On Friday, the Dow Jones Industrial Average fell 666 points (665.75 points to be precise), and many are pointing out that this was the 6th largest single day crash that we have ever seen.
This decline happened on the 33rd day of the year, and it was the worst day for the stock market by far since President Trump entered the White House.
We shall see what happens on Monday, because that will set the tone for the rest of the week.
If we see another huge decline early Monday morning, that could easily set off full-blown panic selling on Wall Street.
Rising interest rates appear to have been the trigger for the enormous market drop on Friday. The following comes from the New York Post…
“We all know that many bull markets have ended by the Federal Reserve as they raise the rates to the point of slowing the economy down perhaps too much,” Quincy Krosby, chief market strategist at Prudential Financial, told The Post.
“It’s come on quickly and it caught the market off guard,”Krosby said.
The Dow sell-off brought it below the 26,000 plateau — to 25,520.96 — the biggest points drop since Dec. 1, 2008.
It is quite rare for the market to drop this much in a single day. The largest single daily decline was a 777 point drop in 2008, and overall the Dow has fallen by more than 600 points less than 10 times throughout history…
The index posted a loss of nearly 666 points, its sixth-worst decline ever on a points basis.
The last time the index posted a drop of more than 600 points was June 24, 2016, the day after the Brexit vote.
The eight other times the Dow closed more than 600 points lower all took place in the last 18 years. Half occurred during the financial crisis in 2008.
My readers have heard me explain over and over that markets tend to go down a lot faster than they go up.
Once a market landslide begins, the movement can be absolutely breathtaking. But none of this should come as any sort of a surprise because even the Washington Post admits that “speculation of a market pullback” has been seemingly everywhere in recent days…
The airwaves and online chatter have been flooded in recent weeks with speculation of a market pullback like the one that thundered in on Friday.
“It looks like the beginning of a market correction,” said Luke Tilley, chief economist at Wilmington Trust, the wealth and investment advisory arm of M&T Bank. “It’s not something that is very surprising, given the low volatility that we saw in 2017.”
Right now we are in the terminal phase of a historic “double bubble” in both stocks and bonds. Many times we will see one or the other get clobbered on a particular day, but Friday was a “bloodbath” for all asset classes…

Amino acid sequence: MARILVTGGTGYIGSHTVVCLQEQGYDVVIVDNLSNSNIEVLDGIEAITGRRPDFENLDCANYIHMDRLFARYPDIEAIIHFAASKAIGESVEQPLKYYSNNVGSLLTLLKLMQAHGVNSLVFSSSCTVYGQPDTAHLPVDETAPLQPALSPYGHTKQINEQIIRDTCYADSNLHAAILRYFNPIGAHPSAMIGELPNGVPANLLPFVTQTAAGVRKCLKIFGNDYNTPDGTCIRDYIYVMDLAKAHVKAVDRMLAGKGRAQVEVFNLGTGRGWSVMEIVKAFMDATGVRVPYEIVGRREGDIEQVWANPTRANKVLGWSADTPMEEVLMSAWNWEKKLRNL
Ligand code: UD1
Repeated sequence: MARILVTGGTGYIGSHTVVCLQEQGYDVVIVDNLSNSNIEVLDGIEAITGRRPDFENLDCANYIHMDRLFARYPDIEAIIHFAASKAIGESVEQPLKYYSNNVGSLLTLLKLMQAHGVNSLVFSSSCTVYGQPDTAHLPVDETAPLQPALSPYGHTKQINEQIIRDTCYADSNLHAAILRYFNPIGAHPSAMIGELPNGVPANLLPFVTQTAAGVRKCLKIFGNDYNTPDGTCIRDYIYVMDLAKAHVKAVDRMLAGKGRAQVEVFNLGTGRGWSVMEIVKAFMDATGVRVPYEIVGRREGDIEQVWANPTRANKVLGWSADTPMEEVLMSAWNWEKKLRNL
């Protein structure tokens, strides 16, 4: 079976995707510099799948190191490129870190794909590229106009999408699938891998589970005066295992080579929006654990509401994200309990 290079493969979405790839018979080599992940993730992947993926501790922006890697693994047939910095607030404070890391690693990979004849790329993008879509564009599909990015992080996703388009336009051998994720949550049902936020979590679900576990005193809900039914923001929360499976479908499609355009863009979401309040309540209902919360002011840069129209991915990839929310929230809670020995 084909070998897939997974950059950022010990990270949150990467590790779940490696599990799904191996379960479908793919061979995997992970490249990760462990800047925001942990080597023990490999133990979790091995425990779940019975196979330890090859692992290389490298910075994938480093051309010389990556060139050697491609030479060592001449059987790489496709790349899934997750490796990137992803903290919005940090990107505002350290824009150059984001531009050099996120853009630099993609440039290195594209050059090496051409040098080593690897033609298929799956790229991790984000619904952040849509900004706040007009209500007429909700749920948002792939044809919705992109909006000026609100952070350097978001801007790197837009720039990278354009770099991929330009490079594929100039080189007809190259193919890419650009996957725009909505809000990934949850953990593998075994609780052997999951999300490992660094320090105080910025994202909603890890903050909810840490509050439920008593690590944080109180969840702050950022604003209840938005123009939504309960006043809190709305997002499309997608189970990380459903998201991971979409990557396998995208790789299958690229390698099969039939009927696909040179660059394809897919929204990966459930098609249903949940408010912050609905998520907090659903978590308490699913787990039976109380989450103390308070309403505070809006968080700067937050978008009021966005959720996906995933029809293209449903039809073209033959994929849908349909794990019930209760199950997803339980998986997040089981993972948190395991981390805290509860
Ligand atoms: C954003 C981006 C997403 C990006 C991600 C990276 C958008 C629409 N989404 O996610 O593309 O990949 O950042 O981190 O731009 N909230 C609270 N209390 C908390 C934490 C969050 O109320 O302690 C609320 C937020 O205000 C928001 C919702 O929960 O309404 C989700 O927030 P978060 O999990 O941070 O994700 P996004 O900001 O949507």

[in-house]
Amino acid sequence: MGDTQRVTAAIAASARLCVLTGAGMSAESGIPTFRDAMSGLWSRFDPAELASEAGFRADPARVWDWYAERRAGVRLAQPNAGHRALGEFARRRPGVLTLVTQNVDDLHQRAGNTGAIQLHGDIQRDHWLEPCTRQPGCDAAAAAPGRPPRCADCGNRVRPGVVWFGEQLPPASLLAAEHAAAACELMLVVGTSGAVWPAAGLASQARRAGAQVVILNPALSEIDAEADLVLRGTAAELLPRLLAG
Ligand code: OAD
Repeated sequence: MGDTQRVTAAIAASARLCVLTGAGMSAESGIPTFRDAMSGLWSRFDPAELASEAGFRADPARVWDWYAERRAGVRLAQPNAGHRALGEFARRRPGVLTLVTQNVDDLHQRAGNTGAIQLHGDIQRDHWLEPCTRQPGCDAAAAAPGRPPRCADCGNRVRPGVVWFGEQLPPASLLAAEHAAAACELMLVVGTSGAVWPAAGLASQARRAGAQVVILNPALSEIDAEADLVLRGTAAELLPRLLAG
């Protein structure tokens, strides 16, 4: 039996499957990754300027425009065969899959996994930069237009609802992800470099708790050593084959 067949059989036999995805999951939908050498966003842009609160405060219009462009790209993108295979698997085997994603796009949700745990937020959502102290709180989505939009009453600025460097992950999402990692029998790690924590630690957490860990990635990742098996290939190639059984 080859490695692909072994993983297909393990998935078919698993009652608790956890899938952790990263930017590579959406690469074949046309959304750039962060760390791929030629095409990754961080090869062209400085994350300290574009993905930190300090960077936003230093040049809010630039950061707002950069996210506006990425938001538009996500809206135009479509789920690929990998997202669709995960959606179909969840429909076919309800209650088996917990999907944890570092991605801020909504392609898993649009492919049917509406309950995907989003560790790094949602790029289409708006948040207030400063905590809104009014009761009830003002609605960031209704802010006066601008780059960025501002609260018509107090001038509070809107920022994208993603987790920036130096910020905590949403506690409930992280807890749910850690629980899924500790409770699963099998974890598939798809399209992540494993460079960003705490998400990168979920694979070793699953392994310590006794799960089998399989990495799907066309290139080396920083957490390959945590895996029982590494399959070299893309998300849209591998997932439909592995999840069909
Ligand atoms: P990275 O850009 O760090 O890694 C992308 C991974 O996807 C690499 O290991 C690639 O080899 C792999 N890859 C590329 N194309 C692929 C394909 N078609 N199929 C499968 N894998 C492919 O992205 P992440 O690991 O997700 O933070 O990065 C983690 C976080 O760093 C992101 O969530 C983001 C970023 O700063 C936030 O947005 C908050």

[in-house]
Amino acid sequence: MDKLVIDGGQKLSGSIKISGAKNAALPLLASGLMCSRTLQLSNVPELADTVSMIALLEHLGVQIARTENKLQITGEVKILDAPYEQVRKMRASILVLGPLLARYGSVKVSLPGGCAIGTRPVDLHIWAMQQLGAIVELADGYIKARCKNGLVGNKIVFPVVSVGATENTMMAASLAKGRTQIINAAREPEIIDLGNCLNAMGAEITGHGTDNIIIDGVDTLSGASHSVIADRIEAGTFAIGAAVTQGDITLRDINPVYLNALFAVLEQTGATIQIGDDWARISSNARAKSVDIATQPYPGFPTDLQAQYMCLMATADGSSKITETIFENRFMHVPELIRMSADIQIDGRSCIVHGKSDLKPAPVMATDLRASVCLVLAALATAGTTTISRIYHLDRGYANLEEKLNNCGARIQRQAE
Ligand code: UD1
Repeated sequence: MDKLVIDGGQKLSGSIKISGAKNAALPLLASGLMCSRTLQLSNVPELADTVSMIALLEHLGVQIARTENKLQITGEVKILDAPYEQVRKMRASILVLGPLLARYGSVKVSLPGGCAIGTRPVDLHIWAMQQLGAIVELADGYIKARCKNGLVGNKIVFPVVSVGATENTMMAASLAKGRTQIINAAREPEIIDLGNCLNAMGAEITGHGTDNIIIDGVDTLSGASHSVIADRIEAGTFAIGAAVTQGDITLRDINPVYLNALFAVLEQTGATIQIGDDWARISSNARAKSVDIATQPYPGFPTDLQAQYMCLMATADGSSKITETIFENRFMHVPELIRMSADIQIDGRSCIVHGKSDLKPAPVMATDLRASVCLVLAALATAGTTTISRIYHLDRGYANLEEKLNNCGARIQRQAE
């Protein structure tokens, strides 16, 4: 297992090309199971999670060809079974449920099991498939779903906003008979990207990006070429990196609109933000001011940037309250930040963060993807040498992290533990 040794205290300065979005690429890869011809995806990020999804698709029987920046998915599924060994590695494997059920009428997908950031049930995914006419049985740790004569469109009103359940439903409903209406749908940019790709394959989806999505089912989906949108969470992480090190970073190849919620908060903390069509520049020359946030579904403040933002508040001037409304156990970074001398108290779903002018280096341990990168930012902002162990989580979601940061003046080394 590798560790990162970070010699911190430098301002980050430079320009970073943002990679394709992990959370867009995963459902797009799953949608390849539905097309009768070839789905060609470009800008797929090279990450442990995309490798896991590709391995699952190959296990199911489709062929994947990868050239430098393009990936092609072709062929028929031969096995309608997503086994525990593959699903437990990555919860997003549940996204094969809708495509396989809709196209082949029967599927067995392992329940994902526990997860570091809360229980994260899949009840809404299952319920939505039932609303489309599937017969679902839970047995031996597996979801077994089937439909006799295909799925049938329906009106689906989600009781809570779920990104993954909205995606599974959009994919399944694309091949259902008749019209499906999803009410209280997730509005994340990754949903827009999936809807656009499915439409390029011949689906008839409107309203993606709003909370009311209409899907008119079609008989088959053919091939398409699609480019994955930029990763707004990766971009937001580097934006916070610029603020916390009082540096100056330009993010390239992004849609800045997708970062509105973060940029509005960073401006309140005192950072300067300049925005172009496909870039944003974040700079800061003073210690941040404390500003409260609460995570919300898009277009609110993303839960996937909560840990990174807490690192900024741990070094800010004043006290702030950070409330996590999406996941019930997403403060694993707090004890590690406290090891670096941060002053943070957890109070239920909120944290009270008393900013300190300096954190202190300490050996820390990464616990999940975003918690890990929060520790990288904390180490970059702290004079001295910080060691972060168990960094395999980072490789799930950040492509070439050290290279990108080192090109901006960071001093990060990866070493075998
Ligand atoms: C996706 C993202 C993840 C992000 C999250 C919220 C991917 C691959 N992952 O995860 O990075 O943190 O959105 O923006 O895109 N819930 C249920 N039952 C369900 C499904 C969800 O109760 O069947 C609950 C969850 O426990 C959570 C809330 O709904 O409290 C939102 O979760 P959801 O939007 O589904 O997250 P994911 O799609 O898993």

Yesterday’s US equity market collapse and simultaneous bond market bloodbath was the biggest combined loss since December 2015, but perhaps more ominously, the week’s combined loss in bonds and stocks was the worst since Feb 2009.
So what will next week bring?
Hopefully, things will settle down and we will see the markets start to bounce back. After a huge decline, that is often what happens.
But it would be foolish to ignore the fear that appears to be growing on Wall Street. At this point, even Bloomberg is openly wondering if this “is the start of something big?”…
Looking at the week’s drumbeat, you can’t help but wonder, is this the start of something big? Warnings about valuations have been pouring forth from bears for so long that barely anyone listens anymore. With the S&P 500 up almost 50 percent in less than two years, some see the end of the blissfully easy money that equities have spewed out for 13 straight months.
“It’s the turning point of volatility,” said Jeffrey Schulze, chief investment strategist at Clearbridge Investments, which manages $137 billion. “We were all very fortunate to go through a year like 2017. But there’s a number of different dynamics this year that will make volatility more part of the equation than it has been in quite some time.”
If the stock market does crash in 2018, it will not be a surprise.
The only surprise will be that it took this long to happen.
As I have stated over and over again, stock prices would need to fall by at least 40 or 50 percent just to get valuations back to their long-term averages, and stock prices always return to their long-term averages eventually.
Hopefully, our day of reckoning has not arrived and this financial bubble can continue for a little while longer.
But if financial markets do begin to crash horribly this year, nobody will be able to say that they were not warned well ahead of time.
Article posted with permission from The Economic Collapse Blog